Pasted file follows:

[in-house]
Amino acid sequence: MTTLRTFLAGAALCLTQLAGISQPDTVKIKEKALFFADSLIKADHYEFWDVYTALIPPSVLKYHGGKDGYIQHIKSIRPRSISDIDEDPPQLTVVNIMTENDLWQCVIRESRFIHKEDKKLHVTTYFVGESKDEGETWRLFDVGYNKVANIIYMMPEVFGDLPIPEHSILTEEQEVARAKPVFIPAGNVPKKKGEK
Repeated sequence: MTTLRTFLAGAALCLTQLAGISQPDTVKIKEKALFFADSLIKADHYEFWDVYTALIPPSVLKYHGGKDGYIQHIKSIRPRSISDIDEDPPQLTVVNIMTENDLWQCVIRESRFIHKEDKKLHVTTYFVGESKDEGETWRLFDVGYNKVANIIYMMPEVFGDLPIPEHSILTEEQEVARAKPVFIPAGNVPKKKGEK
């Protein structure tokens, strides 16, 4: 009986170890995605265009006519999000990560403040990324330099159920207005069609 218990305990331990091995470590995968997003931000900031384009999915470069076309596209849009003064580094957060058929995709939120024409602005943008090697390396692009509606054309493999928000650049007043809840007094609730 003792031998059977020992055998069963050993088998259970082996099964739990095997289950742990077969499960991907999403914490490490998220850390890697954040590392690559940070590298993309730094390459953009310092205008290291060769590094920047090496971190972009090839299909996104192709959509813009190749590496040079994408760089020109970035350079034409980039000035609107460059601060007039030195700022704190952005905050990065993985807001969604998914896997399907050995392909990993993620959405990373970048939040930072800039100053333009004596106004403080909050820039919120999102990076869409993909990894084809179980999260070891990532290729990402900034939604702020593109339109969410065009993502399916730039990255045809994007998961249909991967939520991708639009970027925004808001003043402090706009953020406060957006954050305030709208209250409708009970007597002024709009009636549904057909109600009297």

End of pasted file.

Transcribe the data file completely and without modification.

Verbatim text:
[in-house]
Amino acid sequence: MTTLRTFLAGAALCLTQLAGISQPDTVKIKEKALFFADSLIKADHYEFWDVYTALIPPSVLKYHGGKDGYIQHIKSIRPRSISDIDEDPPQLTVVNIMTENDLWQCVIRESRFIHKEDKKLHVTTYFVGESKDEGETWRLFDVGYNKVANIIYMMPEVFGDLPIPEHSILTEEQEVARAKPVFIPAGNVPKKKGEK
Repeated sequence: MTTLRTFLAGAALCLTQLAGISQPDTVKIKEKALFFADSLIKADHYEFWDVYTALIPPSVLKYHGGKDGYIQHIKSIRPRSISDIDEDPPQLTVVNIMTENDLWQCVIRESRFIHKEDKKLHVTTYFVGESKDEGETWRLFDVGYNKVANIIYMMPEVFGDLPIPEHSILTEEQEVARAKPVFIPAGNVPKKKGEK
């Protein structure tokens, strides 16, 4: 009986170890995605265009006519999000990560403040990324330099159920207005069609 218990305990331990091995470590995968997003931000900031384009999915470069076309596209849009003064580094957060058929995709939120024409602005943008090697390396692009509606054309493999928000650049007043809840007094609730 003792031998059977020992055998069963050993088998259970082996099964739990095997289950742990077969499960991907999403914490490490998220850390890697954040590392690559940070590298993309730094390459953009310092205008290291060769590094920047090496971190972009090839299909996104192709959509813009190749590496040079994408760089020109970035350079034409980039000035609107460059601060007039030195700022704190952005905050990065993985807001969604998914896997399907050995392909990993993620959405990373970048939040930072800039100053333009004596106004403080909050820039919120999102990076869409993909990894084809179980999260070891990532290729990402900034939604702020593109339109969410065009993502399916730039990255045809994007998961249909991967939520991708639009970027925004808001003043402090706009953020406060957006954050305030709208209250409708009970007597002024709009009636549904057909109600009297």